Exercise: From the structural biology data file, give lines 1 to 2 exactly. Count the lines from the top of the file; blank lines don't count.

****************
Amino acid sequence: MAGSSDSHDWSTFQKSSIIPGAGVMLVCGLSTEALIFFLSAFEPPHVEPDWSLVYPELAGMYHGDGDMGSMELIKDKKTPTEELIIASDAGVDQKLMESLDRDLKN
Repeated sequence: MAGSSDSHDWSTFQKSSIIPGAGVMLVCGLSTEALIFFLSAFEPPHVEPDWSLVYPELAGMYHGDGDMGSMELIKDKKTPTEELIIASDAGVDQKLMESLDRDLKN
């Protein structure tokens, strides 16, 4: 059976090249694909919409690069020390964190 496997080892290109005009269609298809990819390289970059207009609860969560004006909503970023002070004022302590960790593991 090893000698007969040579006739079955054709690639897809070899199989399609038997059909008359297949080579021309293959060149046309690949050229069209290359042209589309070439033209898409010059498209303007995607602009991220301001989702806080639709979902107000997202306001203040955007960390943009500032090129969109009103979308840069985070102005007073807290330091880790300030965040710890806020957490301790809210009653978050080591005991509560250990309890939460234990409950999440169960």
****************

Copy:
Amino acid sequence: MAGSSDSHDWSTFQKSSIIPGAGVMLVCGLSTEALIFFLSAFEPPHVEPDWSLVYPELAGMYHGDGDMGSMELIKDKKTPTEELIIASDAGVDQKLMESLDRDLKN
Repeated sequence: MAGSSDSHDWSTFQKSSIIPGAGVMLVCGLSTEALIFFLSAFEPPHVEPDWSLVYPELAGMYHGDGDMGSMELIKDKKTPTEELIIASDAGVDQKLMESLDRDLKN